New Study: Increased Lutein and Zeaxanthin Aids Brain Health to Counter Psychological Stress
By Thomas A. Bowman, PhD
Historically, lutein and zeaxanthin have been well recognized as dietary supplements that are important for eye health and vision. Yet, a new publication1 by the Stringham lab of the University of Georgia in the journal Nutritional Neuroscience has highlighted a growing interest in these nutrients for brain health, finding that 6 months of lutein supplementation significantly reduced signs of stress compared to placebo. The paper is entitled “Supplementation with macular carotenoids reduces psychological stress, serum cortisol, and sub-optimal symptoms of physical and emotional health in young adults,” and was published February 15, 2017.
Lutein and zeaxanthin are dietary pigments
Lutein and zeaxanthin are types of yellow/orange carotenoids, which are not produced in the body. Carotenoids are necessary dietary nutrients that must be either consumed in the diet or taken in a nutritional supplement for optimal health. Carotenoids include lutein, which is the most prevalent, and several other zeaxanthin isoforms.
These carotenoids are found in a wide range of colored foods. Lutein is found most abundantly in leafy green vegetables like kale and spinach. Zeaxanthin can be found in several yellow-orange vegetables, such as orange peppers. Both lutein and zeaxanthin can be found in egg yolks and corn.2 Unfortunately, Americans consume on average much less than optimal levels of these carotenoids.
Lutein and zeaxanthin are in cell membranes
One of the limiting characteristics of carotenoids is that they are hydrophobic, meaning they fail to mix well with water, reducing their bioavailability. However, carotenoid absorption is enhanced from supplementation compared to whole fruit and vegetable consumption . Additionally, lutein and zeaxanthin have much higher bioavailability than other carotenoids, such as beta-carotene.3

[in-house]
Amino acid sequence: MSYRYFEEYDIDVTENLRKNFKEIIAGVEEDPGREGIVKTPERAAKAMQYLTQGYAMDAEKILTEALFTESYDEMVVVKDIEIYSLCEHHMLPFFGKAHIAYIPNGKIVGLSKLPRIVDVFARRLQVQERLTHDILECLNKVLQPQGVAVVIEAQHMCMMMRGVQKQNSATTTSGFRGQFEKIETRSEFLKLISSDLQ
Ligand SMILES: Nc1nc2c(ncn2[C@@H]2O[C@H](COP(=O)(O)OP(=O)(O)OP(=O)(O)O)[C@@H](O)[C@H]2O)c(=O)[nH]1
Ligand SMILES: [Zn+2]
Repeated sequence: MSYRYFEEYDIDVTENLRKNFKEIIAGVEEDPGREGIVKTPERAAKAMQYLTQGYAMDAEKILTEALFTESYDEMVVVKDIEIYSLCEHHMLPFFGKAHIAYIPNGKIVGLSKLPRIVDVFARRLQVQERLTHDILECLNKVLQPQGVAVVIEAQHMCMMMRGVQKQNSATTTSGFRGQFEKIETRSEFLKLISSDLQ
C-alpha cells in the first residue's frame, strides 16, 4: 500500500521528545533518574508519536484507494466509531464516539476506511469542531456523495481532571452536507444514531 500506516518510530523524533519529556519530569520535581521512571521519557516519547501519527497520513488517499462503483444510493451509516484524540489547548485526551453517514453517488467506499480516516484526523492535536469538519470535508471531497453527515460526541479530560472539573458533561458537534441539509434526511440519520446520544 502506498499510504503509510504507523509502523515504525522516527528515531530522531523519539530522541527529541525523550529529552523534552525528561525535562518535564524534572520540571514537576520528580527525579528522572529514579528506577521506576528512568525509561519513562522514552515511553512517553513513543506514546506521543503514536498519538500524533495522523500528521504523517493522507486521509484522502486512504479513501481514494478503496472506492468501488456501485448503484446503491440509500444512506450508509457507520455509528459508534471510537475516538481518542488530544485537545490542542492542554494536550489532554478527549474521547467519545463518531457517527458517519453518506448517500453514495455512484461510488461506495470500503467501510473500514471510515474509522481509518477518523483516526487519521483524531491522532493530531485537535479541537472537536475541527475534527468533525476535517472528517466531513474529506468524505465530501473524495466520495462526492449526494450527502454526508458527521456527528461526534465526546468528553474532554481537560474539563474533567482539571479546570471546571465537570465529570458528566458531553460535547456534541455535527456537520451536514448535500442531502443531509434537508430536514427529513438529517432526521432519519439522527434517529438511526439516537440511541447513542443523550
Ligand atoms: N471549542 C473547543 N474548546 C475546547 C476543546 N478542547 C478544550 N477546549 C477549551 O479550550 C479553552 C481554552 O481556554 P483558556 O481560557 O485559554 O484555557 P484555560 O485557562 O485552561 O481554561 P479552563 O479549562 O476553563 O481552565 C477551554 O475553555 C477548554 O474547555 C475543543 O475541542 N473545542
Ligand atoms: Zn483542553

The increased bioavailability of Lutein and zeaxanthin is due to having less hydrophobic ends than other carotenoids, which aids in their absorption by intestinal cell membranes. Their membrane solubility enhances their transport by high density lipoproteins in the blood and subsequent enhanced ability to be deposited and span the membranes of nerve cells such as in the retina.4
Lutein and zeaxanthin are important for eye health and vision
Because lutein and zeaxanthin are yellow pigments, their role in the eye is primarily in highly focused color vision and protection from the harmful effects of blue light. This is especially true in the central macula of the eye, where vivid color and highly focused vision occurs. The retina allows for increased light to enter this area.4 Blue cones are absent in this part of the retina and lutein and zeaxanthin are able to filter blue light. Many researchers have found high concentrations of lutein and zeaxanthin in the central macula of the eye, which is why lutein and zeaxanthin are called macular carotenoids.
Lutein and zeaxanthin in the body: Eyes, Fat and Brain
Lutein and zeaxanthin are not only in the eyes; as most parts of the brain also show an abundance of the two nutrients.5 Considering that lutein and zeaxanthin are hydrophobic, it is not surprising that there are significant levels in the brain, which is predominantly fatty tissue.
Similarly, lutein and zeaxanthin are also found in fat tissues throughout the body. A previous study found that overweight individuals have decreased MPOD (macular pigment optical density), suggesting that fat tissues compete with the eyes for storage of lutein and zeaxanthin.6 Lutein was found to be the primary carotenoid in the brains of adults7 and even more so of children.8,9 So many researchers over recent years have tried to understand the function of lutein and zeaxanthin in the brain.
Lutein and zeaxanthin effect on brain cognitive function